Cutting through the DNA gobblegook

The problem with DNA is that the more you read, the more you get confused. Here is an attempt to get a perspective on the thing and to explain the terms that crop up again and again. We start on the assumption that you know that DNA is the substance that conveys the genetic blueprint from parents to children. Also, you probably know that it has the form of a double helix and there is a copy inside all our cells except red blood cells.

DNA Basics

DNA stands for Deoxyribonucleic Acid and this is made up of 23 pairs of chromosomes. In turn the chromosomes are made up of four bases adenine, guanine, thymine and cytosine, known by their initial letters A,G,T and C. In fact they appear as base pairs C with G and T with A. The famous double helix is two chains of sugar and phosphate which hold the base pairs between them. A sequence of DNA can be described as AATTGCCTTTT etc.

Getting the thing into perspective

Each human has 3 thousand million bases and trying to find out each individuals complete sequence would take years and years at best. Different applications need to look at different parts of this complete sequence. The part required to tell if the blood on the victim's carpet is from the defendant is not the same as the DNA that follows the female line and tells us that humankind is descended from 6 females who came out of Africa.

Y Chromosome DNA

The DNA that is the most useful for a single name study lies in the Y chromosome. Remember there are 23 pairs of chromosomes; half of the X-Y sex pair in a male (or 1/46 of the total) is the Y chromosome. But the Y chromosome is smaller than the average (after all just what does a father need to pass down to his son: how to operate a video remote control, the principles of selective deafness, how to re-assemble a kitchen appliance he has never seen before, how to accurately estimate bust measurement from a 10 millisecond glance and a fine sensitivity to the taste of fermented hops - and that is about it!!). Judging by the illustrations, the Y chromosome is about 25% of the average size so only 1/200 of the DNA is contained in the Y chromosome. This is still 15 million bases.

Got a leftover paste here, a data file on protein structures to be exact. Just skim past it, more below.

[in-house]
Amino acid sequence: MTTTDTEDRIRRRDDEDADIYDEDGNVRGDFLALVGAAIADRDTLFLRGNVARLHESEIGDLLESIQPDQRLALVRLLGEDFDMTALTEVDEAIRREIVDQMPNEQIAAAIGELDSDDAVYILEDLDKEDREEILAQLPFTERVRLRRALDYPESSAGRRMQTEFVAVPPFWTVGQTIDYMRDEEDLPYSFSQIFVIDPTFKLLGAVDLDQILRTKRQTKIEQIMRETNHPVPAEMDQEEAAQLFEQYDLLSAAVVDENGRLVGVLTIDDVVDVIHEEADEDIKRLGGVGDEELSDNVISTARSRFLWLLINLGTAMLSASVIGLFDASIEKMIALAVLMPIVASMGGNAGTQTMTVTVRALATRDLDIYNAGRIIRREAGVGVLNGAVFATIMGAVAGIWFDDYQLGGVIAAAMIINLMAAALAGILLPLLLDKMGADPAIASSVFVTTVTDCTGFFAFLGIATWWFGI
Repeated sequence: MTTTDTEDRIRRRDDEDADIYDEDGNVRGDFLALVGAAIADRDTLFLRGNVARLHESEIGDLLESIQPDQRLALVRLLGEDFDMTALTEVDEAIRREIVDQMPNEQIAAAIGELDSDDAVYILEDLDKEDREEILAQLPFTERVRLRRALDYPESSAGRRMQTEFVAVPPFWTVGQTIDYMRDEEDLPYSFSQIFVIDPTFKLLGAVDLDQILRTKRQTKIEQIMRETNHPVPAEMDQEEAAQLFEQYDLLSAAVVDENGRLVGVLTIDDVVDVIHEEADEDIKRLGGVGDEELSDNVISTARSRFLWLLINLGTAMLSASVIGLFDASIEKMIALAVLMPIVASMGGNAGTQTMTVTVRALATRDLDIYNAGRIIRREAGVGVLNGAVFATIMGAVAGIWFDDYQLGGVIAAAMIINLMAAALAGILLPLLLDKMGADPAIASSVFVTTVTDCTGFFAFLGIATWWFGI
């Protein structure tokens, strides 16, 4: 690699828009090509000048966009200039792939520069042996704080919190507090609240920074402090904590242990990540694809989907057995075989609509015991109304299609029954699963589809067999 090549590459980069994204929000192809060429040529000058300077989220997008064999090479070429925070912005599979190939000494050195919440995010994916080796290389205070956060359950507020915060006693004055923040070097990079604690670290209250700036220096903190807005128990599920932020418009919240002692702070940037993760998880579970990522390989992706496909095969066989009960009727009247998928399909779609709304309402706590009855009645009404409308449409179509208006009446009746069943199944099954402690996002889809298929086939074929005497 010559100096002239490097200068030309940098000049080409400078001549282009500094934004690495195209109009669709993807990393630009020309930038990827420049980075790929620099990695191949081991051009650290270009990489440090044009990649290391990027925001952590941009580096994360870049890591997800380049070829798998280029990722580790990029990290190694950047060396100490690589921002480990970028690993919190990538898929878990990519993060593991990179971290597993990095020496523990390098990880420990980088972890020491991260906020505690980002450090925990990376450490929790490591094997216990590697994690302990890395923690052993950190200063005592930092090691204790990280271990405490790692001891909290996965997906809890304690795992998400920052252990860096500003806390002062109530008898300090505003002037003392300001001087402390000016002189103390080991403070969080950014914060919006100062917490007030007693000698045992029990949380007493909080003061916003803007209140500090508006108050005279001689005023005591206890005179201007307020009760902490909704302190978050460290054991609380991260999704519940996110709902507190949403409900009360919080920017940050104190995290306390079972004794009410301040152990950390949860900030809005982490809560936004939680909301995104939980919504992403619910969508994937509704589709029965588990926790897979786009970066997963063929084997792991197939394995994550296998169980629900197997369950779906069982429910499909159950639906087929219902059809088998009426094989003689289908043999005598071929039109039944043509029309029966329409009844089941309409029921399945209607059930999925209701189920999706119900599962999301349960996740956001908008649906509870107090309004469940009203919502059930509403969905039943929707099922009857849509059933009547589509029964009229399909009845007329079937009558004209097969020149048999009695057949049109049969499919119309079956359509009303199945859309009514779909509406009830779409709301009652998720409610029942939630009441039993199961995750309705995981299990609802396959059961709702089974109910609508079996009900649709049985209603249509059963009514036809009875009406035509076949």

Why don't men all have the same Y chromosome?

The Y chromosome is handed down from father to son, so why do all men not have the same Y chromosome as Adam? The answer to that is mutation. Variations in the Y chromosome from one individual to another are called polymorphisms The Y chromosome, like all DNA, contains not only genic DNA or coding DNA but also 97% that is not used for this task and does not seem to have any useful purpose. It is therefore called junk DNA or non-coding DNA.
Alec Jeffreys (1984) was the first to notice that at many points or loci (singular locus) on chromosomes, sequences of DNA would repeat but the number of repeats differed between individuals. In 1995 Mark Jobling found a type called microsatellites which were highly variable and could be used to distinguish between different males. These microsatellites are short sequences between two and five bases long which repeat over and over again e.g., GATAGATAGATAGATAGATA. The number returned in a genealogical DNA test is the number of repeats of the sequence.

Quite a few sites of these microsatellites (sometimes referred to as markers) have been found and each one mutates at around 1 in 500 copies although some are known to mutate faster. If results are obtained from 25 such sites then down a line of descent father to son, a mutation would be expected once every 500/25 = 20 generations. Statistics have a part to play here since the mutation is poisson distributed, so instances of TWO mutations from a father to son have been encountered. Each site of a microsatellite is numbered but numbered in the order in which they were first identified and NOT in their physical order along the DNA chain.

Typical test result

The numbers across the top identify the marker or loci of the microsatellite. DYS stands for DNA, Y chromosome, Segment. DYS393 for example is widely used by all the firms who offer DNA testing for genealogy. The complete set of results is called a Haplotype
Typical 12 Marker DNA test result
DYS393DYS390DYS394DYS391DYS385aDYS385bDYS426DYS388DYS439DYS389iDYS389iiDYS392
132414121115121212132913
Markers 385a and 385b are known to mutate faster than the average and therefore are helpful to split family groups into separate branches.